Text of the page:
Gongshow – Part VI by TeraS

It is Halloween today, and so Tina’s story takes a bit of a turn in the direction of tricks rather than treats. After all, when yellow-tails are involved, things can become a little bit twisted. They can lead to moments when you really aren’t sure about what’s coming around the corner. It might, after all, be a …

Gongshow – Part VI
By TeraS

For Justin, for always…

Tina loved comic books, almost as much as she did hockey. She’d noticed that the villains in the story were always over-the-top and generally were kind of just so stereotypical that it was hard to take them seriously.

The Wicked One, in her mind with capitals on each word, was that, but she was also that much more dangerous, being a silver-tailed member of the Succubi. Still, there was something about her that seemed really familiar, but the mask hid her appearance, her voice was all evil-wicked in tone, and her ranting just distracted Tina.

She’d been going on for at least an hour about plotting, planning, and tempting before the Wicked One took them both by the hand and marched them from her gaudy throne room to the depths of the castle and the dungeon that awaited them: “You yellow-tails! All sweetness and nicety!” Tina expected a gloomy room somewhere in a dark corner of the castle, a place where they’d rot away until their captor decided she had need of one or both of them. Their captor obviously had something in mind: “I’ll fix that! Just you wait!”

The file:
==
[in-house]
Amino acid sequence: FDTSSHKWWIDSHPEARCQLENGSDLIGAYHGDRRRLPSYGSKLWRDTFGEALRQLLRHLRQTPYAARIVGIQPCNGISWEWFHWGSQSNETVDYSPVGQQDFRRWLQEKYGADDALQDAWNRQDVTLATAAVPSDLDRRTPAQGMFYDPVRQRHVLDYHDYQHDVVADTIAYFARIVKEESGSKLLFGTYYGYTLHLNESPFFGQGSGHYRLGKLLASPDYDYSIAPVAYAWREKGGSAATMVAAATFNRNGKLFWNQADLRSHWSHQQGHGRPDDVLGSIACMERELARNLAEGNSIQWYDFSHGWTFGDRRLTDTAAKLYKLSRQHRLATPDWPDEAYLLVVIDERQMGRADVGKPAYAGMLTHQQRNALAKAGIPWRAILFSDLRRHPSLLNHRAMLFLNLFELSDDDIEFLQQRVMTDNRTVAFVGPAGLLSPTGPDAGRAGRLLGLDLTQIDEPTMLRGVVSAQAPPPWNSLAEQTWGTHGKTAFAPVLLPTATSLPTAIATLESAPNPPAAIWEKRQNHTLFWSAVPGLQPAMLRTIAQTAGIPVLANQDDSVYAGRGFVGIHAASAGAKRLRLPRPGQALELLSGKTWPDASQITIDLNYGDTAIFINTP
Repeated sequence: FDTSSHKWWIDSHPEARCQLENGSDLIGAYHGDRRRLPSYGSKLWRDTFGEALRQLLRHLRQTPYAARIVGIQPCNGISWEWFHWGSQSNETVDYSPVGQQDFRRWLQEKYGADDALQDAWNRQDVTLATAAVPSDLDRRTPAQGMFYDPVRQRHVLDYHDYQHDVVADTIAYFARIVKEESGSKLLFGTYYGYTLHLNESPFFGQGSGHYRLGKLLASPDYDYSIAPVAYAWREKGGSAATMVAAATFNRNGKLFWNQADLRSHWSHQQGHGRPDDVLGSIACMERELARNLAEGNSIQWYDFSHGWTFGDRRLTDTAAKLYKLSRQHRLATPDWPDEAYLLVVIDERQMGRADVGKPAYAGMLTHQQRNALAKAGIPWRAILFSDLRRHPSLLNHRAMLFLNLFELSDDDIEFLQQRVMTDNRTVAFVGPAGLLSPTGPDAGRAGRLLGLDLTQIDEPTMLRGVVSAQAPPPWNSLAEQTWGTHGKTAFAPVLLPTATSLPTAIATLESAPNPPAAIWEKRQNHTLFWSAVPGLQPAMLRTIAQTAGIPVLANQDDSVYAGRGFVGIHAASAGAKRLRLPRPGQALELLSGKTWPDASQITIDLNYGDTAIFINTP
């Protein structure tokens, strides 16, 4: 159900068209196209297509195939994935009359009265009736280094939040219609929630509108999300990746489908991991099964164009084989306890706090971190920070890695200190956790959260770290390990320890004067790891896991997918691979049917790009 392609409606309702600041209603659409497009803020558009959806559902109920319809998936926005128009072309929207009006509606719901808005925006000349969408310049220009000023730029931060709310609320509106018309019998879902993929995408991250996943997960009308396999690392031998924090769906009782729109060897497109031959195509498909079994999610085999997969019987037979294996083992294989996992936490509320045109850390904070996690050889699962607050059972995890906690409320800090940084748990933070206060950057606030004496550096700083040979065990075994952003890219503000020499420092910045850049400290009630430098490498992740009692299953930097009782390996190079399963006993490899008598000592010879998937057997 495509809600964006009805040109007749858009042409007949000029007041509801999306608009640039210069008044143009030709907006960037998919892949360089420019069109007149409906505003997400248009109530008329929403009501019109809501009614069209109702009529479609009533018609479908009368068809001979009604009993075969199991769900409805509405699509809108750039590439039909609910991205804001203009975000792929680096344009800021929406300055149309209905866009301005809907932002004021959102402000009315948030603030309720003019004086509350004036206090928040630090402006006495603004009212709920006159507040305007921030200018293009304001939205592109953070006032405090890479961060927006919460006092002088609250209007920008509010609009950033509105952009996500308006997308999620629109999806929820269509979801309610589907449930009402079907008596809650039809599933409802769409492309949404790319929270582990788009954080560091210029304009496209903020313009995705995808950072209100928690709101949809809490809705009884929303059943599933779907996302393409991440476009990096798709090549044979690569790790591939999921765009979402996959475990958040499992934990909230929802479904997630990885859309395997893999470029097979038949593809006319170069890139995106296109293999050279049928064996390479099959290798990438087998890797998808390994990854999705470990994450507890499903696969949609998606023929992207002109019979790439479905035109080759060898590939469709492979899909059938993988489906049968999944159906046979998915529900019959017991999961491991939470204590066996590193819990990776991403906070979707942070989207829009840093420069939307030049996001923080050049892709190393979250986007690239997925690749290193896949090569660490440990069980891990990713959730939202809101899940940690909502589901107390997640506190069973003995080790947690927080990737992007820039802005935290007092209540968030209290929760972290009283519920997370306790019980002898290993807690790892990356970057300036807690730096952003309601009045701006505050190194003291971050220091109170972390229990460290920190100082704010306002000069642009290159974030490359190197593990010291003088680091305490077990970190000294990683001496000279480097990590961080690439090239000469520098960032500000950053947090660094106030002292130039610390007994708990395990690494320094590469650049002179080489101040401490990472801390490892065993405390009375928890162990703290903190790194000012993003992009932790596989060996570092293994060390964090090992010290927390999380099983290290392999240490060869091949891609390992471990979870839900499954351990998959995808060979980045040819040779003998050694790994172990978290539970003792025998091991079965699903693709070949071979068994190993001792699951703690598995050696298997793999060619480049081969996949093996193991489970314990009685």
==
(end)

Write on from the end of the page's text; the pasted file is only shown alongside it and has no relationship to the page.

It turned out that the dungeon was one, but the room really wasn’t that bad, all things considered. Mind you, everything being silver was a bit overpowering, and the tacky level was at least a twelve. After being tossed inside, the silver-tail made a show of standing at the door, pointing a finger at them and proclaiming: “You’ll get what’s coming to you!”

That smile was really starting to get on Tina’s nerves. She taunted: “Oh yeah? Whatcha gonna … murf.”

Miriam’s hand covering the rest of Tina’s retort was probably a good thing considering the way their captor was rubbing her hands in glee: “You aren’t going anywhere and, when I’m done, you’ll be mine, my pretties!”

The door being slammed shut had a definite note of finality to it as the yellow-tails looked around. Tina couldn’t help herself: “At least it isn’t all pink.”

Miriam sighed: “True, but this isn’t a lot better.”

After spending some time looking around the room, they came to the conclusion that, while it wasn’t exactly a dungeon in looks, a gilded cage was still a cage. Tina was lying on one of the silver-sheeted beds when Miriam stood up and started pulling on her skirt; her now purple skirt; her now very short and very not like her cousin’s skirt. Sighing, Miriam walked over to a nearby silver, of course, mirror and looked at herself: “This isn’t good.”

Confused, Tina asked: “What’s that all about anyway?”

“Remember I said that I made a really bad mistake once?”

“Yeah?”

Miriam waved her hands at the boots and skirt: “This was part of it.”

Tina took the path of least questions: “Wanna tell me what you did?”

Miriam had a very wistful smile in return: “I … sort of painted my tail red with rouge.”

Tina’s voice couldn’t hide her shock: “You did what?” She knew how sensitive her own tail was and the idea of rubbing it and changing the colour made her brain hurt.

Wiggling a purple boot in Tina’s direction, Miriam explained: “It was something I was going to do for Halloween once. ‘Course, I had to test it. Kinda went … full on seductress.”

“Which means?”